When V. I. Warshawski is asked to find a man who’s been missing for decades, a search she thought would be futile turns lethal. Old skeletons from the city’s racially charged history rise up to force her back – a nun who marched with Martin Luther King Jr. dies without revealing crucial evidence, and the elderly sisters who hired her are also keeping important information to themselves. Then V.I. finds that her family is keeping secrets of its own. Afraid to learn that her adored father might have been a bent cop, deception and corruption following her at every step, V.I. finds all her certainties under threat, but takes the investigation all the way to its frightening end.
©2009 Sara Paretsky (P)2010 Isis Publishing
I thoroughly enjoyed Paretsky's novel, which forces V.I. back unwillingly to investigate a crime which happened in the 60s and may have involved her father. Unlike most detectives, Vic has a well-established social network and strong relationships which enrich the story considerably. Apart from the cleverly plotted story, Paretsky always intrigues me by bringing the city of Chicago itself to life.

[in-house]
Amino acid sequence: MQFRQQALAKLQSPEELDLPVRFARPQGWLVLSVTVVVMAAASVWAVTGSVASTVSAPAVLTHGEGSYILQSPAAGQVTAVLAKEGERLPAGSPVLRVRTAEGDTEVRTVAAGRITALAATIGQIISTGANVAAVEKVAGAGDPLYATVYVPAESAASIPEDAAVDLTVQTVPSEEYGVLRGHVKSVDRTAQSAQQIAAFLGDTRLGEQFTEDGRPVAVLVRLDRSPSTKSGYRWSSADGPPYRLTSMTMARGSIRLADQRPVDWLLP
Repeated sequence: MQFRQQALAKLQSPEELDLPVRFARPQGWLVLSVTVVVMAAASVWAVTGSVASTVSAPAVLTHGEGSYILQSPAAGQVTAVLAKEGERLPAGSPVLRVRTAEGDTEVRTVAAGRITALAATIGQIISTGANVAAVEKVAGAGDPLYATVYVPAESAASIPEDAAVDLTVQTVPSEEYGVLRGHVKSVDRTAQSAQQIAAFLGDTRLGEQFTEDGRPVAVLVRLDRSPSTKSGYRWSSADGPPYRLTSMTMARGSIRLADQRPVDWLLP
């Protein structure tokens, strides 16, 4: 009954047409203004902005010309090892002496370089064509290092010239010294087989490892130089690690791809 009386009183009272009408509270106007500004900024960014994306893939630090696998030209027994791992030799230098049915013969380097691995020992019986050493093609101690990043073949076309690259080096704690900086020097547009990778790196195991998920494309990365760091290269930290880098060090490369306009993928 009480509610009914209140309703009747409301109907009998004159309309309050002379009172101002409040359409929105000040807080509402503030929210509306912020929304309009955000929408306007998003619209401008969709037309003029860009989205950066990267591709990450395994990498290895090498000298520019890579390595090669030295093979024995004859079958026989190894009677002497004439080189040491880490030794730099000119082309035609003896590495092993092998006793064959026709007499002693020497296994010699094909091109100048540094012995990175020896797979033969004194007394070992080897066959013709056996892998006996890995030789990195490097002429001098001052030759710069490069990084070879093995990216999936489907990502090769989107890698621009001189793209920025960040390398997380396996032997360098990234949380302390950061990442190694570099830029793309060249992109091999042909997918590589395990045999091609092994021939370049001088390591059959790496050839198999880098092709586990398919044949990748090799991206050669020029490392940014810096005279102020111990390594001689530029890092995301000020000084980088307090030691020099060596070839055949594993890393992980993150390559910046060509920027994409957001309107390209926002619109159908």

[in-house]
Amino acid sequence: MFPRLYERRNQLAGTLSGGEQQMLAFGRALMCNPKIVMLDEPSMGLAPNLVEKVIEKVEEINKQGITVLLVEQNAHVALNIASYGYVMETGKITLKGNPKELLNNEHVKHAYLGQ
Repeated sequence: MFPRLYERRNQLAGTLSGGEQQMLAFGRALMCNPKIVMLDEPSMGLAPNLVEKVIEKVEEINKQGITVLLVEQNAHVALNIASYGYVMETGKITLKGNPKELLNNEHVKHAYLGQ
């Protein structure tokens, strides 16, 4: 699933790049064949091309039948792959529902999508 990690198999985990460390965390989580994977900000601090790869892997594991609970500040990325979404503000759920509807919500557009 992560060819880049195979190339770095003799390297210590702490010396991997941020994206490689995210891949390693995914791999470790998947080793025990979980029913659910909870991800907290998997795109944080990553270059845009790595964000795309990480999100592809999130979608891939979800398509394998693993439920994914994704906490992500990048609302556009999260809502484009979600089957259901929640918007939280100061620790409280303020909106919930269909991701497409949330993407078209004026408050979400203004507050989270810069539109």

Paretsky's novels are always very satisfying, as she chooses different social/political issues to investigate in each novel. In 'Hardball', police corruption in the 60s is the focus, and so Vic's life is under constant threat to the point where she finds it difficult to determine who she can trust. Maybe that sounds a bit cliched, but the strong characterisation and competing loyalties of many of the characters certainly held my interest.
I really enjoyed Liza Ross's ability to recreate characters with distinctive voices, particularly any scene with Vic's excitable, breathy niece Petra who is a nice foil for Vic's witty and sarcastic voice. By the end, there's a lot going on, but Ross is able to build to a riveting climax and also establish some thoughtful and rather poignant touches as she exposes many dark family secrets and decades-old injustices.
I found myself looking forward to my daily commute, knowing that I would be able to reconnect with V.I. in her often dangerous pursuit of truth.
Reading V.I. Warshawski novel is like catching up with a much-loved old friend -- so many of the characters reappear and are brought in to each story in different capacities. I was pleased to see that Vic has entered the computer age with a vengeance, yet still ultimately exercised her native intelligence and superior skills of detection.
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